classification
Title: os.pipe creates inheritable FDs with a bad internal state on Windows
Type: behavior Stage: patch review
Components: Extension Modules, IO, Windows Versions: Python 3.10, Python 3.9, Python 3.8
process
Status: open Resolution:
Dependencies: Superseder:
Assigned To: Nosy List: eryksun, izbyshev, njs, paul.moore, steve.dower, tim.golden, zach.ware
Priority: normal Keywords: patch

Created on 2018-02-17 15:51 by eryksun, last changed 2021-03-20 14:32 by vstinner.

Pull Requests
URL Status Linked Edit
PR 13739 open ZackerySpytz, 2019-06-02 05:58
Messages (4)
msg312283 - (view) Author: Eryk Sun (eryksun) * (Python triager) Date: 2018-02-17 15:51
File descriptors in Windows are implemented by the C runtime library's low I/O layer. The CRT maps native File handles to Unix-style file descriptors. Additionally, in order to support inheritance for spawn/exec, the CRT passes inheritable FDs in a reserved field of the CreateProcess STARTUPINFO record. A spawned child process uses this information to initialize its FD table at startup.

Python's implementation of os.pipe creates File handles directly via CreatePipe. These handles are non-inheritable, which we want. However, it wraps them with inheritable file descriptors via _open_osfhandle, which we don't want. The solution is to include the flag _O_NOINHERIT in the _open_osfhandle call, which works even though this flag isn't explicitly documented as supported for this function.

Here's an example of the issue.

    >>> fdr, fdw = os.pipe()
    >>> fdr, fdw
    (3, 4)
    >>> msvcrt.get_osfhandle(3), msvcrt.get_osfhandle(4)
    (440, 444)
    >>> os.get_handle_inheritable(440)
    False
    >>> os.get_handle_inheritable(444)
    False

Note that os.get_inheritable assumes that FD and handle heritability are in sync, so it only queries handle information. The following FDs are actually inheritable, while the underlying File handles are not:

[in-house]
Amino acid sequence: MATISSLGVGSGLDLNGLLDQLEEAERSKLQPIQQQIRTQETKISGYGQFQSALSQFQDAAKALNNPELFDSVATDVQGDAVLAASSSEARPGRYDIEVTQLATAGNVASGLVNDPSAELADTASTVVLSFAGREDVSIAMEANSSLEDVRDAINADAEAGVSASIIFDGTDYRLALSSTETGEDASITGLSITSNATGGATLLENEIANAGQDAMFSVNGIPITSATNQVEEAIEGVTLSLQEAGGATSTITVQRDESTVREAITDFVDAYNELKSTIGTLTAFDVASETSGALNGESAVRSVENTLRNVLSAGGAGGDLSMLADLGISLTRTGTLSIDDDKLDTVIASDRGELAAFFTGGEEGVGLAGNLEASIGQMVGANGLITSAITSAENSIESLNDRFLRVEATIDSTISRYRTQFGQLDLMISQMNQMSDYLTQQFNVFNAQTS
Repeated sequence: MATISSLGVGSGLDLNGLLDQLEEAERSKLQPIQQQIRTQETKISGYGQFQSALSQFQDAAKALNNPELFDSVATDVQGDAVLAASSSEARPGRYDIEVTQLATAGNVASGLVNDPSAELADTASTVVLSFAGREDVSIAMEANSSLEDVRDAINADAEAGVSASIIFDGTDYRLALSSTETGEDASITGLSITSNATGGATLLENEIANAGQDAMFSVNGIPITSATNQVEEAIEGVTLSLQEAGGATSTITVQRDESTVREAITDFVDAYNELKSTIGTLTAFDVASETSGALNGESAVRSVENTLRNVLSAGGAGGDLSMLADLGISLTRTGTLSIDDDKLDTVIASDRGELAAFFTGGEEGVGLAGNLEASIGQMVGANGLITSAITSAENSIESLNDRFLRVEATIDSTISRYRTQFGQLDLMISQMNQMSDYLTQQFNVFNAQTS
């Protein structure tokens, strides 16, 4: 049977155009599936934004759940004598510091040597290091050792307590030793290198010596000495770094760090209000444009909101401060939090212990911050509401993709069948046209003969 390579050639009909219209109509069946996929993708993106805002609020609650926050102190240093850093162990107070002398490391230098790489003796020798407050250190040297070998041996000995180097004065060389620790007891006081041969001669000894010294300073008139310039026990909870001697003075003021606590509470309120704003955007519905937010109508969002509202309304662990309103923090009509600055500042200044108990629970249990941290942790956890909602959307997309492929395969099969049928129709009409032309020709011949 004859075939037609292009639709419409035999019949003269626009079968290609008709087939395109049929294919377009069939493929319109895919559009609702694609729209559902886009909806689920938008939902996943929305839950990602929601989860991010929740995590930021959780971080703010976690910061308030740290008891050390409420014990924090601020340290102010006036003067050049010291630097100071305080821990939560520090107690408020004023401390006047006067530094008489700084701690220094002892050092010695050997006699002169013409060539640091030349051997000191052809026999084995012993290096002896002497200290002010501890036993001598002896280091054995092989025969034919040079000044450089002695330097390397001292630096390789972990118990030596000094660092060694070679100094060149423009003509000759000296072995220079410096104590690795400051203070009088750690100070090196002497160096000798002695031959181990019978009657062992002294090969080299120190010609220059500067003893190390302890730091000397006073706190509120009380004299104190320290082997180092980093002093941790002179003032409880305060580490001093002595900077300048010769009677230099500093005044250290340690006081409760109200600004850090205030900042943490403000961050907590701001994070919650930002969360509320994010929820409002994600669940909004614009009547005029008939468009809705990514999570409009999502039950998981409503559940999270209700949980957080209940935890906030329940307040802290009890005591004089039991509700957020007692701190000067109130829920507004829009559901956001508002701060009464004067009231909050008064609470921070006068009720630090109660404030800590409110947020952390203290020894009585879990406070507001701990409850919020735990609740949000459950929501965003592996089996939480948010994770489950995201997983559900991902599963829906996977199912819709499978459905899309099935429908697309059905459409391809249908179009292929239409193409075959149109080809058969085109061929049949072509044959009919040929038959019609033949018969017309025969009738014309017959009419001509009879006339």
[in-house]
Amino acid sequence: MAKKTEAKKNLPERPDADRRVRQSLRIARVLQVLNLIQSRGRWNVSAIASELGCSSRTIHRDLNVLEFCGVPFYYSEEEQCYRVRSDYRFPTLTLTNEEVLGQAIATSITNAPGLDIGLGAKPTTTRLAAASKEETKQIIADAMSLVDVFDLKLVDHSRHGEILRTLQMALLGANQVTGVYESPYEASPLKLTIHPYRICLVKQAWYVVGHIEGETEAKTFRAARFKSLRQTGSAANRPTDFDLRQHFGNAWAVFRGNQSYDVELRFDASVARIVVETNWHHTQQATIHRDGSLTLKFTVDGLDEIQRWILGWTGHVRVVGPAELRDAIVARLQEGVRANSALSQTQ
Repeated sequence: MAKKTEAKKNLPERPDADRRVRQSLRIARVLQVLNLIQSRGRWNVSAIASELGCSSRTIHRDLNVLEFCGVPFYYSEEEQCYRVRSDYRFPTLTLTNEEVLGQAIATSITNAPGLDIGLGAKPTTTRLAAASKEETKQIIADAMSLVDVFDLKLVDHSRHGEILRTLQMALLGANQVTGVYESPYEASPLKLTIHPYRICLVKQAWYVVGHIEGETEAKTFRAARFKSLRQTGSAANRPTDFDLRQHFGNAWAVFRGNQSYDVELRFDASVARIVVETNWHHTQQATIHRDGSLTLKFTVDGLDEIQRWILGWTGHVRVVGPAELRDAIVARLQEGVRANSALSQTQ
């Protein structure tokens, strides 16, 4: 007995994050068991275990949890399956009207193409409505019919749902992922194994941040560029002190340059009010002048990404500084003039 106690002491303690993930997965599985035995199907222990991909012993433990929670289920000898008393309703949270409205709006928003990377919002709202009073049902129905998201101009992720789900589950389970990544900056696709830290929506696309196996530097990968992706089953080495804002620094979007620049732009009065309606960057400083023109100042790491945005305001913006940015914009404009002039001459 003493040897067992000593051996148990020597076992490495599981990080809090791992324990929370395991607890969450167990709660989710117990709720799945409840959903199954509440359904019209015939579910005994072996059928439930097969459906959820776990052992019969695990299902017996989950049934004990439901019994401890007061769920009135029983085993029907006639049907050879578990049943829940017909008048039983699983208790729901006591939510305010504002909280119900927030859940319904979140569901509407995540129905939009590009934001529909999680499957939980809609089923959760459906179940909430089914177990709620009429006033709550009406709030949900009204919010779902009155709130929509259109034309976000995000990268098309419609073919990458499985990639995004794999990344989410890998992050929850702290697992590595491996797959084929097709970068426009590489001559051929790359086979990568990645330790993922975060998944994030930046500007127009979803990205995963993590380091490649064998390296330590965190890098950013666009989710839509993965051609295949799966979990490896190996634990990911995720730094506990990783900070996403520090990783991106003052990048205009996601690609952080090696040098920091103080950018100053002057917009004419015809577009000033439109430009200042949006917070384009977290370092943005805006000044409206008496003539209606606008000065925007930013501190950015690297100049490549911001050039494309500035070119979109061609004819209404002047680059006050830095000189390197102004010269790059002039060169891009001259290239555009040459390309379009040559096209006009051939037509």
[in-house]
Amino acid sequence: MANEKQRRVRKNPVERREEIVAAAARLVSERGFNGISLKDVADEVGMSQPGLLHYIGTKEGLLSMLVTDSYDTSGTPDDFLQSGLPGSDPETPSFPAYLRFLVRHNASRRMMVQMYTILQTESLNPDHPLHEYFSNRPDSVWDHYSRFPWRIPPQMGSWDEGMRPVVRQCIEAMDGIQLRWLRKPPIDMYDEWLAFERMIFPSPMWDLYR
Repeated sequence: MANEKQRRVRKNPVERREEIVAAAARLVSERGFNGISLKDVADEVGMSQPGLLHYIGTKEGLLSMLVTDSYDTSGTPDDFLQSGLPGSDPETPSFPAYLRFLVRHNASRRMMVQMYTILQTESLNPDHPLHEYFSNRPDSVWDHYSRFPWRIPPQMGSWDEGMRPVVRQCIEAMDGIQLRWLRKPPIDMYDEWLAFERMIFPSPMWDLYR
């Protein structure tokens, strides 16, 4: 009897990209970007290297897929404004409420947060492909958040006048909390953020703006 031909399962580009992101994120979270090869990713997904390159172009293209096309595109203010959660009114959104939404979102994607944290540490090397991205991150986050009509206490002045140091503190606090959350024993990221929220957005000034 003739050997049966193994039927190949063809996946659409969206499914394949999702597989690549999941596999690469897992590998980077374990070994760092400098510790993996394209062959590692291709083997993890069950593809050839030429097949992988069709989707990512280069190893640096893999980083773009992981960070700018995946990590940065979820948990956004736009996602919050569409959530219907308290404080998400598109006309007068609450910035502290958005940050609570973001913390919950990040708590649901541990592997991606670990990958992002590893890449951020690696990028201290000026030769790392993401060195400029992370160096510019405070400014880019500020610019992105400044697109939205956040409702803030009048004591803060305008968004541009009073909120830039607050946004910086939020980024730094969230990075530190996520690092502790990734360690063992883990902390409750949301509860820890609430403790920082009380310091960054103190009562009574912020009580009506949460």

>>> os.get_inheritable(3)
    False
    >>> os.get_inheritable(4)
    False

This is a flawed assumption baked into _Py_get_inheritable and _Py_set_inheritable, especially since the latter has no effect on FD heritability. The CRT has no public functions to query and modify the heritability of existing FDs. Until it does (and maybe Steve Dower can request this from the MSVC devs), I see no point in pretending something works when it doesn't. This only creates problems.

Let's spawn a child to show that these FDs are inherited in a bad state, which is a potential source of bugs and data corruption:

    >>> os.spawnl(os.P_WAIT, sys.executable, 'python')

    Python 3.6.4 (v3.6.4:d48eceb, Dec 19 2017, 06:54:40)
    [MSC v.1900 64 bit (AMD64)] on win32
    Type "help", "copyright", "credits" or "license" for more information.
    >>> import os, msvcrt
    >>> msvcrt.get_osfhandle(3), msvcrt.get_osfhandle(4)
    (440, 444)

As you can see, file descriptors 3 and 4 were inherited with the handle values from the parent process, but the handles themselves were not inherited. We'll be lucky if the handle values happen to be unassigned and remain so. However, they may be assigned or subsequently assigned to random kernel objects (e.g. a File, Job, Process, Thread, etc).

On a related note, Python always opens files as non-inheritable, even for os.open (which IMO makes no sense; we have O_NOINHERIT or O_CLOEXEC for that). It's assumed that the FD can be made inheritable via os.set_inheritable, but this does not work on Windows, and as things stand with the public CRT API, it cannot work. For example:

    >>> os.open('test.txt', os.O_WRONLY)
    3
    >>> msvcrt.get_osfhandle(3)
    460
    >>> os.set_inheritable(3, True)